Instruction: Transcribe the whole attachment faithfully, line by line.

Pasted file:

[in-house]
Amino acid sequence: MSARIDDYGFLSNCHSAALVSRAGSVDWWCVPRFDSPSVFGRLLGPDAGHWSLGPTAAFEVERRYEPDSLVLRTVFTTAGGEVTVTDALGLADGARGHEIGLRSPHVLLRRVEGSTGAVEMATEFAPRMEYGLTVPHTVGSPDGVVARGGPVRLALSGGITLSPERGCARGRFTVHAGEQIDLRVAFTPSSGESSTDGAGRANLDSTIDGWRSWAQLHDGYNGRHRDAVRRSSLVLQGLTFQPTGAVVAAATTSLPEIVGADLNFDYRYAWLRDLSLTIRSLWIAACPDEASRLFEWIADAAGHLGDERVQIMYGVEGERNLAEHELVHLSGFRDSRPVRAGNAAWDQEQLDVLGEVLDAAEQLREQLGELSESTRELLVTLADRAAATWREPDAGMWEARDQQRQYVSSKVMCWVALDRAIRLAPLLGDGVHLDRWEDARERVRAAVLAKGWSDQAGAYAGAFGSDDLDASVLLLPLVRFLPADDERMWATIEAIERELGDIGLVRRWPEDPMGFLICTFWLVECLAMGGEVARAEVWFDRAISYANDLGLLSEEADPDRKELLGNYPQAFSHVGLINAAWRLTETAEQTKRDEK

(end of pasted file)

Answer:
[in-house]
Amino acid sequence: MSARIDDYGFLSNCHSAALVSRAGSVDWWCVPRFDSPSVFGRLLGPDAGHWSLGPTAAFEVERRYEPDSLVLRTVFTTAGGEVTVTDALGLADGARGHEIGLRSPHVLLRRVEGSTGAVEMATEFAPRMEYGLTVPHTVGSPDGVVARGGPVRLALSGGITLSPERGCARGRFTVHAGEQIDLRVAFTPSSGESSTDGAGRANLDSTIDGWRSWAQLHDGYNGRHRDAVRRSSLVLQGLTFQPTGAVVAAATTSLPEIVGADLNFDYRYAWLRDLSLTIRSLWIAACPDEASRLFEWIADAAGHLGDERVQIMYGVEGERNLAEHELVHLSGFRDSRPVRAGNAAWDQEQLDVLGEVLDAAEQLREQLGELSESTRELLVTLADRAAATWREPDAGMWEARDQQRQYVSSKVMCWVALDRAIRLAPLLGDGVHLDRWEDARERVRAAVLAKGWSDQAGAYAGAFGSDDLDASVLLLPLVRFLPADDERMWATIEAIERELGDIGLVRRWPEDPMGFLICTFWLVECLAMGGEVARAEVWFDRAISYANDLGLLSEEADPDRKELLGNYPQAFSHVGLINAAWRLTETAEQTKRDEK